On a scale of 1-10 our anxiety was at 100, for weeks. This was one of the longest flights the medical transport team had made for a transfer, but their approach was really great in building our confidence. In preparation, they had read through Blake’s giant file, history and conferred with our experts– yet all expressed their shock when they saw him in person. Nobody believed that our miracle boy could possibly look and function so well based on his records. For me, I didn’t know how I would possibly handle a potential crisis unfolding in the air, but also couldn’t imagine not being there for Blake if something went wrong. I had to relinquish all control, and have faith we would make it to Houston without incident.
The night before we departed (2 years ago tonight) I had to leave and get a last minute X-ray for my hip, as I hadn’t yet had my own follow-up appointment. Then Rob went home to make sure we had all essential items packed. We didn’t sleep that night. We paced and cried and panicked. Our nurses and medical team cycled through giving us hugs, saying goodbyes and shedding tears. Yet we still had one more hurdle.
Before we could even get on the plane, there was another simple yet major event. The transport team needed to put a new IV port in Blake’s arm in the morning. He was so medically fragile, and I was so scared that his life was going to end there. We had a completely orchestrated strategy of waiting until the morning and not telling Blake until it was going to happen, so he didn’t have anxiety about it. When the time came, we propped up a pillow to block his view of his arm before we explained what was happening, and so that he couldn’t see the needle. We put on his favorite squishy videos and surrounded him with his favorite toys. Rob and I suppressed our fears and put on our happy faces to be animated and playful with him through those moments. Meanwhile, other ICU members congregated outside the door in preparation for the worst. As a parent, we had full confidence in the team, but the crash cart prepped with life saving medical supplies never brought comfort. Blake did get scared and upset, but luckily moved through it like a champ. Those few minutes likely took years off my life, but that only kick-started the transport day and the weeks of uncertainty that followed in Houston.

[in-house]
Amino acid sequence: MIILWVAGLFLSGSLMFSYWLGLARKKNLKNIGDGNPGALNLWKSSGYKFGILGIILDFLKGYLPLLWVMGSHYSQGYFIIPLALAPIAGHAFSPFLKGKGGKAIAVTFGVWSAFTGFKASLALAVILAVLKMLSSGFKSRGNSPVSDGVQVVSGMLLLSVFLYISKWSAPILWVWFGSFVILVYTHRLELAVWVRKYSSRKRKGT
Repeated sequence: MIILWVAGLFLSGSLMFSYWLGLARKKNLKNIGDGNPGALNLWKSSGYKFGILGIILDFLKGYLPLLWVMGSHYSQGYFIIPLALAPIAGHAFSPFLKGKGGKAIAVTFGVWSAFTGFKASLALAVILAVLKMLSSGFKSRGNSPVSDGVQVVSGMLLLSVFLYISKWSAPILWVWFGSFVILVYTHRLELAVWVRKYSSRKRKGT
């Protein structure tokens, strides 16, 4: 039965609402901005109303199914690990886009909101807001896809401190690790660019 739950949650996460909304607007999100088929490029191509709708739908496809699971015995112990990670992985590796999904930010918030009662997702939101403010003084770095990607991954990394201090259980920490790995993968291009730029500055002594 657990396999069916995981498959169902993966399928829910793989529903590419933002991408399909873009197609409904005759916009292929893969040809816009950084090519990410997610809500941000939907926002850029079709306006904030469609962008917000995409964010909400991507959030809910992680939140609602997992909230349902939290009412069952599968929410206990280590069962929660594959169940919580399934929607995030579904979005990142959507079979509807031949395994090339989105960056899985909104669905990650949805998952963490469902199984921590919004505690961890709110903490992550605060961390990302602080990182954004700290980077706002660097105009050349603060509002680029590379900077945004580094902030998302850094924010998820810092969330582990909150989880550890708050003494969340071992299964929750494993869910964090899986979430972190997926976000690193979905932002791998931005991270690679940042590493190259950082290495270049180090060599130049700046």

This video is from December 17. It makes my heart smile, as amid the literal chaos and logistical nightmares we had these small moments of normalcy. We called this room our “Country Cottage” which was in the step-down unit of the ICU. This was opposed to our “City Condo” which was in the intense part of the unit. We clearly spent wayyyy too much time there. Nevertheless, with monitors on and medical leads in his “jet pack” – we played and laughed together in our ICU room.
What’s missing is the big “I WUV YOU” he gave us at the end of this video. I turned it off right before he said it. In that moment, I remember Rob saying, “Man, I wish you got that…” Me too. I didn’t. But we feel it. We love you, Bocko.